With this in mind, Researchers within the CSIRO Minerals Down under National Research Flagship (MDU) have identified nickel laterites as a strategic target and they are engaged with a variety of research programs aimed at reducing the cut-off nickel grade of Australian laterites that would be considered economically viable to process. Success in this area will be measured in the billions of dollars value to the Australian economy.
CSIRO's Minerals Down Under Flagship is also a leader in innovations in the exploration, mining and processing areas and is working across Australia to better understand and quantify Australian opportunities to exploit nickel laterites.
Innovations around surface and airborne sensors, more efficient drilling, automated characterisation, intelligent mining machines, down-hole analysers hyperspectral core logging and rock characterisation, just to mention a few, continue to assist industry.
One of the first process related challenges with nickel laterites is the low and variable grade. Most attempts to upgrade feed material into a hydrometallurgical plant have largely failed to achieve meaningful increases in nickel concentration without loss of a significant proportion of the nickel.
With the range of sophisticated mineralogical characterisation tools available to CSIRO we are able to rapidly determine the potential (and metallurgical cost) for ore upgrading on individual ores.
Analytical and geometallurgical techniques that identify the distribution of the value metals through varied mineralogical matrices and the gangue mineralogy are critical to understanding, modelling and then optimising leach conditions for best nickel (and cobalt) recovery and minimal excess acid additions (i.e. operating cost).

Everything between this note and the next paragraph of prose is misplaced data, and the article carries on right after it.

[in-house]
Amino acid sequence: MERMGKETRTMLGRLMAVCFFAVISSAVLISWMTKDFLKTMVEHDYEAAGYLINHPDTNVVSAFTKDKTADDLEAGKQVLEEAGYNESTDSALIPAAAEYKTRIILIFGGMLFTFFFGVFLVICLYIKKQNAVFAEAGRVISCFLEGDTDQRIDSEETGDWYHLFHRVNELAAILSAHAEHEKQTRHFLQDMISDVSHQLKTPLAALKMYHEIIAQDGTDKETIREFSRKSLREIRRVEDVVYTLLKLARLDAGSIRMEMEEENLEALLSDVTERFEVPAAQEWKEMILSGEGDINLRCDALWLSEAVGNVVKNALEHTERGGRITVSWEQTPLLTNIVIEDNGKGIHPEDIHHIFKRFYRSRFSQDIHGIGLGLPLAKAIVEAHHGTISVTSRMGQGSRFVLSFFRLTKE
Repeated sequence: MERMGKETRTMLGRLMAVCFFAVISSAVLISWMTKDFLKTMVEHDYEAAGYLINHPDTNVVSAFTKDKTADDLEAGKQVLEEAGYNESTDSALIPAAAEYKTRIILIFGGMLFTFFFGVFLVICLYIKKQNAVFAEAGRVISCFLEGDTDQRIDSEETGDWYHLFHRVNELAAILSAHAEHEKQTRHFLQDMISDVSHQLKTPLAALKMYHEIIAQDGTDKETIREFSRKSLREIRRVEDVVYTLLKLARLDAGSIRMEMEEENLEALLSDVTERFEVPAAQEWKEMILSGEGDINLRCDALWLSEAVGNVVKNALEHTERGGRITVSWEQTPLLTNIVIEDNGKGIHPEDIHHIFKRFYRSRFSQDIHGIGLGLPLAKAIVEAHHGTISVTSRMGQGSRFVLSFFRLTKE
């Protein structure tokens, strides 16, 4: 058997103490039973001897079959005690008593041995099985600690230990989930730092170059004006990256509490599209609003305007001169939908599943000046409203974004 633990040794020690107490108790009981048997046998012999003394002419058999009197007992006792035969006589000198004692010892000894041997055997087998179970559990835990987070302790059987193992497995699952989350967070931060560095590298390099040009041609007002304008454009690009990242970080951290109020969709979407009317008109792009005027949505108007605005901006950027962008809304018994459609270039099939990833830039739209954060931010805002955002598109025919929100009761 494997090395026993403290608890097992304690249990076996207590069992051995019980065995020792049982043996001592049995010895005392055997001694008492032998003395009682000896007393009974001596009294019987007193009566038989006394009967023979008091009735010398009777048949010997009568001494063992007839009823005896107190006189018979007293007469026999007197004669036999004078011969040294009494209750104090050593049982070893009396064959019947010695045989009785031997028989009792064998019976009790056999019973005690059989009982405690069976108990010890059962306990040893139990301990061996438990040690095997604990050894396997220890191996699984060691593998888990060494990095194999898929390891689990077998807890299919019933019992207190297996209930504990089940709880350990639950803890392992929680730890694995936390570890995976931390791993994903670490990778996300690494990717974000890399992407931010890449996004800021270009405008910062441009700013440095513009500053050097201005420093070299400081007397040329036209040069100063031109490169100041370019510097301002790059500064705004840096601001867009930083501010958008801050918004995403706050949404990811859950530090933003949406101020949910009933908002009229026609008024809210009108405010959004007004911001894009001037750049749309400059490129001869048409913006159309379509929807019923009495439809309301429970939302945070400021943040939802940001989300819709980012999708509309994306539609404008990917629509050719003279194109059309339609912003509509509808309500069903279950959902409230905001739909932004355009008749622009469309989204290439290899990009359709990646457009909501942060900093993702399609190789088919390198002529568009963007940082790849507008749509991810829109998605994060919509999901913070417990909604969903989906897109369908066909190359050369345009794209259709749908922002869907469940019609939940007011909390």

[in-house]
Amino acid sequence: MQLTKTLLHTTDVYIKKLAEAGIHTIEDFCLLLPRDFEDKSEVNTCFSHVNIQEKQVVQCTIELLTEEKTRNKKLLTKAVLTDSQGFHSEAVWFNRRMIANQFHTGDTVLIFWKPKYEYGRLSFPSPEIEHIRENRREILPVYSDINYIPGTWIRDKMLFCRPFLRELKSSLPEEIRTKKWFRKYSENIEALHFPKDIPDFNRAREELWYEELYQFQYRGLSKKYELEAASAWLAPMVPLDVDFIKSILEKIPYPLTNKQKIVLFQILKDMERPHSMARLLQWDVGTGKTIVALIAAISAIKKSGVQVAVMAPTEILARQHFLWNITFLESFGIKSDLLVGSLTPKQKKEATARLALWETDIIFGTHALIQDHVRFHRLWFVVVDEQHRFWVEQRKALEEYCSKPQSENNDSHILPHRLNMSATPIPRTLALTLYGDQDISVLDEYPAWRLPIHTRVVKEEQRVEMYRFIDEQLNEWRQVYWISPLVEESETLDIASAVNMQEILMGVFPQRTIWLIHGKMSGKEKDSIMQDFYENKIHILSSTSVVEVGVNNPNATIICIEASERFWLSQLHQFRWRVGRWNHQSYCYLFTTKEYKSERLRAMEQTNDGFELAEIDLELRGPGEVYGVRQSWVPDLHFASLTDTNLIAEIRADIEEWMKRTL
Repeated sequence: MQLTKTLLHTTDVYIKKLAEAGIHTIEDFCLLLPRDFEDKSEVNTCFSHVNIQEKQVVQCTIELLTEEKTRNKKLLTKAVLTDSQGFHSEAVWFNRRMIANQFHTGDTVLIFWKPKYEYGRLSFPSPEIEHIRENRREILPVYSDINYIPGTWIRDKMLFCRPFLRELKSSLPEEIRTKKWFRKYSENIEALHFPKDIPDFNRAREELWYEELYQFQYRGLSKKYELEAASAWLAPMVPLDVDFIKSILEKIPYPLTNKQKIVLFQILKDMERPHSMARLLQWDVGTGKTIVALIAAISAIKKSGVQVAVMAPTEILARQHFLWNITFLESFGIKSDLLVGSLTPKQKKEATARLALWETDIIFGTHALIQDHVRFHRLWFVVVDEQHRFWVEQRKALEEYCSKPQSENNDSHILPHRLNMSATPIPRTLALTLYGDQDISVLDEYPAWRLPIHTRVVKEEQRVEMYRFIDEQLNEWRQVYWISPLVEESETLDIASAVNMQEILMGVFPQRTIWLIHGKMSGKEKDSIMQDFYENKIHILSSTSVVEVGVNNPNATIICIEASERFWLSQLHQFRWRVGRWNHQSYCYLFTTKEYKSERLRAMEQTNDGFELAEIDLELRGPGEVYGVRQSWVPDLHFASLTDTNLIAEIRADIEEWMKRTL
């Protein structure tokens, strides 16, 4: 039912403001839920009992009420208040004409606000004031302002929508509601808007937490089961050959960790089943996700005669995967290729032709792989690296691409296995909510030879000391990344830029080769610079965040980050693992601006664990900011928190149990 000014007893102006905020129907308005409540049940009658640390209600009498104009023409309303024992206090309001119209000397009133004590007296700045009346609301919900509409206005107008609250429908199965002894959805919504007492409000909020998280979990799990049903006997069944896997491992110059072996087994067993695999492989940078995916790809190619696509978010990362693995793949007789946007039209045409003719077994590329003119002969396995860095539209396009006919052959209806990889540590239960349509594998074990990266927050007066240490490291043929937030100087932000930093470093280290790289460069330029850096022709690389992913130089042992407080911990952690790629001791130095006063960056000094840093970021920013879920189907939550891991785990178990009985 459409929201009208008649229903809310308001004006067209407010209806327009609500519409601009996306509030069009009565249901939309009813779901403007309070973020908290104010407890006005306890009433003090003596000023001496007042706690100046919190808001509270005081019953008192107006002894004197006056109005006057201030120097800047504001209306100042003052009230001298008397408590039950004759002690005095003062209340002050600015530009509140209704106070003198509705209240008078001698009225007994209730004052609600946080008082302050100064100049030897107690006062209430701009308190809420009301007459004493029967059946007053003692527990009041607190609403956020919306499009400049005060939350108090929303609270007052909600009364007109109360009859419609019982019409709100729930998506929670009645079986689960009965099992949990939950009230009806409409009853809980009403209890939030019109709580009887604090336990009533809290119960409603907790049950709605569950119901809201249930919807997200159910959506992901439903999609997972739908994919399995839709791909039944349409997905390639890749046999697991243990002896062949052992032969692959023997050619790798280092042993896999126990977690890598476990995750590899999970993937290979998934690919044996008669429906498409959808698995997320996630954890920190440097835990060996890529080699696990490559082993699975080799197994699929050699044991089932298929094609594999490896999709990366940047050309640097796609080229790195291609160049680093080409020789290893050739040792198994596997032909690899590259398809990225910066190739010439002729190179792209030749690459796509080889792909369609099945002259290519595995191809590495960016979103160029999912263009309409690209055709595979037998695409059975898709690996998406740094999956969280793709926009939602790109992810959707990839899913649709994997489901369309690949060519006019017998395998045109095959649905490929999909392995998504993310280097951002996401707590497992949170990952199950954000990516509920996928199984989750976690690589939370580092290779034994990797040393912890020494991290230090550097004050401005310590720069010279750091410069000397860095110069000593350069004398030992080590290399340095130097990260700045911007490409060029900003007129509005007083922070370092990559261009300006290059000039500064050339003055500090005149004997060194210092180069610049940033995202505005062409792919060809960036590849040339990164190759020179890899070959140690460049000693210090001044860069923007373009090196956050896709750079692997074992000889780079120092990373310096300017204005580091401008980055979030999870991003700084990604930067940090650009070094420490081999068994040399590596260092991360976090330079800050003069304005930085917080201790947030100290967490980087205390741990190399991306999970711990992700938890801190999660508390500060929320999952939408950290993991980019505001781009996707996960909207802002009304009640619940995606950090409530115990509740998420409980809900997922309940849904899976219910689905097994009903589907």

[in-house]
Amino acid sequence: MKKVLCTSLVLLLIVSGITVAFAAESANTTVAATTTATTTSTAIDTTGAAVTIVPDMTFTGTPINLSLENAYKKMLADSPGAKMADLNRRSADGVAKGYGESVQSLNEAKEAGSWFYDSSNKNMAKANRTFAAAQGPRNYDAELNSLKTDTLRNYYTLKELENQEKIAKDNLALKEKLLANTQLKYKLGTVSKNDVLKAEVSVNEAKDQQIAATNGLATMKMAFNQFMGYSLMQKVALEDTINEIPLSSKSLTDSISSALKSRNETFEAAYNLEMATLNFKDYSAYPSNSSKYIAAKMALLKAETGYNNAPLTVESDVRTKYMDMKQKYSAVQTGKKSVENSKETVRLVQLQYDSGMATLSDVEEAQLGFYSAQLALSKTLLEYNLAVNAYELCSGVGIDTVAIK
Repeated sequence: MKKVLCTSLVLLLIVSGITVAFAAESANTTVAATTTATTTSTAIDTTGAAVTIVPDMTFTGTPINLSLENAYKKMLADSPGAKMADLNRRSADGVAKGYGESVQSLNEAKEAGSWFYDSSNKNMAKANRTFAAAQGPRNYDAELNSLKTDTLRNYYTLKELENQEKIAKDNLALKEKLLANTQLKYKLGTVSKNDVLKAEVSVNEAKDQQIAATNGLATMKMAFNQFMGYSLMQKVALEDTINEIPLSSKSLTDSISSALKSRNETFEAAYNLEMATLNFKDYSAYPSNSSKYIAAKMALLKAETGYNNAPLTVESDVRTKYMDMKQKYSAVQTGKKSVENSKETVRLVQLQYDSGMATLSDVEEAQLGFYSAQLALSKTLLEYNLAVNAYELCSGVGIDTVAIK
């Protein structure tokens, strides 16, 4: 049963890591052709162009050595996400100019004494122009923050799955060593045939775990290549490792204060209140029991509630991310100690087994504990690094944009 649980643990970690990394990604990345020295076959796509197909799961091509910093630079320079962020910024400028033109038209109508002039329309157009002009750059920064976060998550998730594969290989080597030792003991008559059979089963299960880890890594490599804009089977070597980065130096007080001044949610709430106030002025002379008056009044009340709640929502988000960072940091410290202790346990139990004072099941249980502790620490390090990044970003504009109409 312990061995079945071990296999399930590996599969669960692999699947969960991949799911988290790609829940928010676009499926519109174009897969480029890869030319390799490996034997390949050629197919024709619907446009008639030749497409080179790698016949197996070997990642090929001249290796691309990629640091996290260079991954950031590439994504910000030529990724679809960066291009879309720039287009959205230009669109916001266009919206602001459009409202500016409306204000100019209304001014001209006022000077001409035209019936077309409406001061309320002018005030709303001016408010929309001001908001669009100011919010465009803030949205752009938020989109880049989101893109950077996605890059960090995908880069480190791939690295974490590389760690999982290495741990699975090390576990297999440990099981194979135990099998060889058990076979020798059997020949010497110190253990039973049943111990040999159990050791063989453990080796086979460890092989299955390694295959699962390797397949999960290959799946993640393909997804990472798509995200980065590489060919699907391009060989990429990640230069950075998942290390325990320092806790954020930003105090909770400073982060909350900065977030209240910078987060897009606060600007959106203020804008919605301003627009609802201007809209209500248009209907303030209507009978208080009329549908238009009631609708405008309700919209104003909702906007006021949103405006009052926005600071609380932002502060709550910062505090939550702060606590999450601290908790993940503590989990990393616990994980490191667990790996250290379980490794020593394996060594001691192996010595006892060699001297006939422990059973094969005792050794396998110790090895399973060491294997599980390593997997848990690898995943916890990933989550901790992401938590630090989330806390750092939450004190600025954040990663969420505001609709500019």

With collaborators, CSIRO has also explored a number of standard and novel beneficiation options with the degrees of success again being reliant on the mineralogical matrix and the value distribution therein.
Building on this understanding models have been developed to optimise the performance of both the mild HL and extreme HPAL options for leaching nickel and cobalt into solution with reduced reagent consumption and subsequent neutralisation costs. Subsequent processing then depends very much on understanding the solution chemistry and opportunities and methods for impurity rejection. CSIRO researchers have been able to recently complete and publish research in each of these areas.
In parallel to assisting industry optimise 'traditional' leaching options we have been working with industry partners to develop alternative acid leaching options and in at least one of these cases we are currently building a one-tonne-a-day demonstration plant which will demonstrate very efficient reagent recycle processes and potentially offer to industry a radical new option with very different process economics.
The issue of recovery of the value metals, nickel and cobalt from the solution remains. This includes post major impurity (mainly iron) removal as an economic improvement to producing intermediate product.